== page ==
50 Years Ago: Socialist Unity

One of the most important questions raised at the International Socialist Congress at Amsterdam was that of Socialist Unity. This is by no means the first time that consideration has been given to this subject. It has often been felt by many of those who have taken part in Socialist propaganda and Socialist organisation that much harm was done by the existence in this and other countries of rival Socialist organisations. And those who have thus felt have been anxious to find some means of unifying the Socialist parties in each country. The International Congress has on the present occasion contented itself with passing a pious resolution recommending the various groups in any country to use their best endeavours to secure this end.

We confess that we are not sanguine that anything will be done. And we are by no means certain that if anything could be done that such thing would be desirable. We are all for unity. We believe that unity of party organisation based upon unity of purpose, unity of principle, and unity of method, is the one thing desirable. But today we are only too sure that such unity of party organisation, so far as the various groups of Socialists in any country are concerned, would be at the expense of unity of purpose, principle and method.

In the field of Socialist thought and Socialist action there are today two distinct tendencies to be found: the revolutionary and the revisionist. At one time the main trend of Socialist development was essentially revolutionary, but today the Socialist movement has been overtaken by a wave of revisionism.

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There are in England—in addition to The Socialist Party of Great Britain—three organisations closely identified with Socialism, viz., the Fabian Society, the Social Democratic Federation, and the Independent Labour Party. Of these four organisations the three latter are revisionists, the former is revolutionary. Hence while there exists no apparent reason—except the jealousy of the individual members—why the three revisionist bodies should not unite, the Socialist Party, taking its stand on the class struggle, which the Fabian Society and the Independent Labour Party in their writings, and the Social- Democratic Federation by their actions deny, is fundamentally opposed to these other parties.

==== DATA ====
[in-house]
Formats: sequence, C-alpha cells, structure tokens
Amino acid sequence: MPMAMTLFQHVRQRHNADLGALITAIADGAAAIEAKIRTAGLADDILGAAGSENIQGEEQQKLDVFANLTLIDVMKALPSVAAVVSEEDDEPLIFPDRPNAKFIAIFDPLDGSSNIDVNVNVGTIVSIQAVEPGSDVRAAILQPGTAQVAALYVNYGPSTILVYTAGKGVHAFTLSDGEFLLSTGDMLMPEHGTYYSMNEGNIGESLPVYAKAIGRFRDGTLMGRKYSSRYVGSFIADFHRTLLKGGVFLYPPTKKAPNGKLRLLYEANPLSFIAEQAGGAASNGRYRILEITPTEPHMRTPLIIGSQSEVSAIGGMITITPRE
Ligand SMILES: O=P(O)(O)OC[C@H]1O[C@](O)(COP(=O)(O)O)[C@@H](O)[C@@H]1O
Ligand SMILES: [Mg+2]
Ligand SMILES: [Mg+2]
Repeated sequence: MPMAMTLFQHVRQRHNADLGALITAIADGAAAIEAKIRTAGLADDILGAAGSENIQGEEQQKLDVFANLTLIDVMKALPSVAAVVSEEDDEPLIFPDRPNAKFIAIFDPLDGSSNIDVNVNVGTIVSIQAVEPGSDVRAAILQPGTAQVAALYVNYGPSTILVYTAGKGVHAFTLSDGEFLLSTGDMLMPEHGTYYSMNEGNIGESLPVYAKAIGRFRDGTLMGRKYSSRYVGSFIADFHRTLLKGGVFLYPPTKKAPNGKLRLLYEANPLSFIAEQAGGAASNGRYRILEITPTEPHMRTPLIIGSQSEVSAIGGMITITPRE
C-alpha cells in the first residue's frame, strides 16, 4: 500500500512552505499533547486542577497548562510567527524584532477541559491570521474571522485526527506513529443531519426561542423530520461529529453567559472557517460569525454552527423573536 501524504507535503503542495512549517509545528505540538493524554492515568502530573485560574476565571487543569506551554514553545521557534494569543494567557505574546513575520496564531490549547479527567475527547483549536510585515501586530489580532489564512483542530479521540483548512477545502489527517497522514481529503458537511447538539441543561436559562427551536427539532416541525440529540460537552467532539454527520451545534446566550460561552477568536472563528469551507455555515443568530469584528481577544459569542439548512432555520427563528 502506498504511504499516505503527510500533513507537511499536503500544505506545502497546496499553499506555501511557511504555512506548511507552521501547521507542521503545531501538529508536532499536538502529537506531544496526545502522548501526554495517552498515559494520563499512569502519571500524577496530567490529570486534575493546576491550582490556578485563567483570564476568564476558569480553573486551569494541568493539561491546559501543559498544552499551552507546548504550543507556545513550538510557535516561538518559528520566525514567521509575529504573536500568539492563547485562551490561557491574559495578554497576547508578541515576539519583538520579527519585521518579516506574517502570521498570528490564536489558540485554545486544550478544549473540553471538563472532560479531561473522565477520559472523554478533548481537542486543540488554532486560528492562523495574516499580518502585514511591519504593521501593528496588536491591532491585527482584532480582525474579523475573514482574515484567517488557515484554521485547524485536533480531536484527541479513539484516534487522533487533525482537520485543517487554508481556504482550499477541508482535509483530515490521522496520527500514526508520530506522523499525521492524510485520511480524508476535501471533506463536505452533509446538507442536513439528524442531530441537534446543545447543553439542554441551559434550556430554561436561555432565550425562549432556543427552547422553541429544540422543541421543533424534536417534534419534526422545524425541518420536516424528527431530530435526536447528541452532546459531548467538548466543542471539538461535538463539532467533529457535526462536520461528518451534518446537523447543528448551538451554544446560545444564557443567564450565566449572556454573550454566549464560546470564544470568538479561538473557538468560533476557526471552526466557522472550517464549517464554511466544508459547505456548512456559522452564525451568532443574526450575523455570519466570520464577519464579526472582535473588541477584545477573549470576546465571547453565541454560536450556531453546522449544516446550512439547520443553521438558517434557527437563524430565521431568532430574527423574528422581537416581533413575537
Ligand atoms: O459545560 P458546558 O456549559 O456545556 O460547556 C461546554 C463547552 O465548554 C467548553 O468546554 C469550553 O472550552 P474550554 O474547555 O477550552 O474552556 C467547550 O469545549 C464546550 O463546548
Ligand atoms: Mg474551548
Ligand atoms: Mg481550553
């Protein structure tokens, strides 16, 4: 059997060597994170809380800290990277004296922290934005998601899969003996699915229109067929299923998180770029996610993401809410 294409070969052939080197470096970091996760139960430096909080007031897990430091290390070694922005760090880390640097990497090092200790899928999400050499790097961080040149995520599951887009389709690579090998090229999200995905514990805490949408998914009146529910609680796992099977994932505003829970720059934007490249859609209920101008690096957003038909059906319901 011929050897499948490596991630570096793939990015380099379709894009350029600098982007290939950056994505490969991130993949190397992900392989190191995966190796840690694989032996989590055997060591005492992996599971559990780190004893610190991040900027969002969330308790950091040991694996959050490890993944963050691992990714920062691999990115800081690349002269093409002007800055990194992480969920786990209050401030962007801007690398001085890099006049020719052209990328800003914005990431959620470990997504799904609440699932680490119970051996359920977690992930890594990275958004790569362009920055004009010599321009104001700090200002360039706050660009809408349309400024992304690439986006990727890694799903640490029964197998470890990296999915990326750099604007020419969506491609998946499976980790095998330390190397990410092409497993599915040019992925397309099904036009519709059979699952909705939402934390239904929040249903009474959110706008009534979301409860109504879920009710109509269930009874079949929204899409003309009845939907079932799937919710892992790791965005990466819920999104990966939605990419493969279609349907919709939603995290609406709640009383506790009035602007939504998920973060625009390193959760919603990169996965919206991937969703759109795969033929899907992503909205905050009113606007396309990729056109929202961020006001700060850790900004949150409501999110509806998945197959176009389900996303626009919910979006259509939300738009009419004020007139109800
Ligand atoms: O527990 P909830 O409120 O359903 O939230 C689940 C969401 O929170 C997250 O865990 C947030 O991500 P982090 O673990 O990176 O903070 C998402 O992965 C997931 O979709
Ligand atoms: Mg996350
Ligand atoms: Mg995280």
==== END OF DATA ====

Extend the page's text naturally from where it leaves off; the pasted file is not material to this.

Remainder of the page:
Unity is an important factor in the growth of a party, but it is not the most important Better far to have a party, however small, with common principles and a common end, than a party, however large, which is bound by no tie save party interest. We, therefore, who differ from these other parties in essential principles—inasmuch as we accept the principle of the class struggle while they do not—cannot consent to unite our forces with theirs. It would weaken both parties—and the weakening would be more disastrous to the uncompromising section than to the revisionist

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We cannot see, therefore, how we can secure unity by joining hands with these organisations. They are carrying out a policy with which we cannot agree, and we, and with us the Socialist movement of this country, of which we claim to be the truest representatives, would be hardened for a space. We are all for unity, but it is for a unity firmly established on a common aim, and a common method. Any other unity is but a delusion.

[From the “Socialist Standard,” December, 1904]

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